On June 26, 2023, the Cambridge City Council voted to amend the city’s Building Energy Use Disclosure Ordinance (BEUDO) to require large non-residential buildings to reach net zero greenhouse gas emissions by 2035 and mid-size non-residential buildings to do so by 2050. The BEUDO amendment sets one of the most ambitious municipal net zero building targets in the country and establishes a new benchmark for climate-focused cities—yet questions remain as to whether these goals can actually be achieved.
The BEUDO amendment applies the 2035 target to non-residential buildings of 100,000 or more square feet and applies the 2050 target to non-residential buildings of 25,000 to 99,999 square feet. It does not apply to any residential buildings. Covered buildings will be required to gradually reduce emissions, relative to a 2018–2019 baseline, over compliance periods starting in 2026 and 2030.
While other cities, including the City of Boston, have passed laws requiring net zero emissions for certain buildings, Cambridge is among the first to set any such target for 2035. By comparison, the 2021 amendment to Boston’s Building Emissions Reduction and Disclosure Ordinance, known as “BERDO 2.0,” requires non-residential buildings of 20,000 or more square feet, as well as large residential buildings, to achieve net zero emissions by 2050.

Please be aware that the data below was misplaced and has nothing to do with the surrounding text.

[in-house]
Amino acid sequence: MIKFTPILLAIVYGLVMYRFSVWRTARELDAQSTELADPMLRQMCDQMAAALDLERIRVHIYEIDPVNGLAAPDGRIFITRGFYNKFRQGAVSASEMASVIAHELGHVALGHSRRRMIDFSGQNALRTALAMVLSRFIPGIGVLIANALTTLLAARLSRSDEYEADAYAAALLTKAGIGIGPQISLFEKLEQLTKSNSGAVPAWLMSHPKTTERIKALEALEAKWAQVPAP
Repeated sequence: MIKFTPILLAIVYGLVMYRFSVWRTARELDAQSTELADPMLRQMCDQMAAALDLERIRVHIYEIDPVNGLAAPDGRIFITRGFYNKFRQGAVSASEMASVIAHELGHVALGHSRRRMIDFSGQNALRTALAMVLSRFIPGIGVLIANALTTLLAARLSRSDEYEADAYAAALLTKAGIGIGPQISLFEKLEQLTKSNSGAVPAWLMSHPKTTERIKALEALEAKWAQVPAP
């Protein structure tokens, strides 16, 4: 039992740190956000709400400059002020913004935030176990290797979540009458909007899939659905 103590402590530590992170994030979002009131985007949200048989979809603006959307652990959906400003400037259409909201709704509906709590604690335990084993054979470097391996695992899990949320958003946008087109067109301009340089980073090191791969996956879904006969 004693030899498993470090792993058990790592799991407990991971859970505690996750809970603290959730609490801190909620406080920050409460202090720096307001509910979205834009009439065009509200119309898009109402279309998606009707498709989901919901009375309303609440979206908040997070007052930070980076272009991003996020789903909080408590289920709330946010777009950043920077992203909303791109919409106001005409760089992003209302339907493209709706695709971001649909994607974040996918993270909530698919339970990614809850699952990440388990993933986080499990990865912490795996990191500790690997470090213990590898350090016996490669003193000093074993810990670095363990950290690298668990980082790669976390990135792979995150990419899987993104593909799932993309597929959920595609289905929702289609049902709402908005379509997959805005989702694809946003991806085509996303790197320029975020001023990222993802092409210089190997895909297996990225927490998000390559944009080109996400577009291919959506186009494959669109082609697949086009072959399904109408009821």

Cambridge’s BEUDO amendment passed after over two years of stakeholder engagement and debate. In February 2022, two city counselors first proposed shifting the target for larger non-residential buildings from 2050 to 2035. Some have questioned the feasibility of achieving such an aggressive goal, given technical and economic constraints. The same issues—particularly grid capacity—also present challenges to other decarbonization efforts, such as the rollout of electric vehicles. Cambridge, nonetheless, is pressing forward with the 2035 target, setting a new standard for buildings emissions reductions in the process.
Owners of covered buildings will have a variety options to comply with the new ordinance, including entering into power purchase agreements or purchasing renewable energy credits, obtaining “Verified Carbon Credits” (offsets), and improving the energy efficiency of covered buildings to reach net zero.
It remains to be seen whether the BEUDO amendment signals a broader trend among local governments to push for ambitious emissions building reductions. Further, Massachusetts could set its own state-level standards for the building sector, potentially preempting local ordinances. (The Massachusetts Legislature is currently considering several building-focused decarbonization bills.) The building sector will need to continue monitoring this fast-developing area.
Photo by Chris Rycroft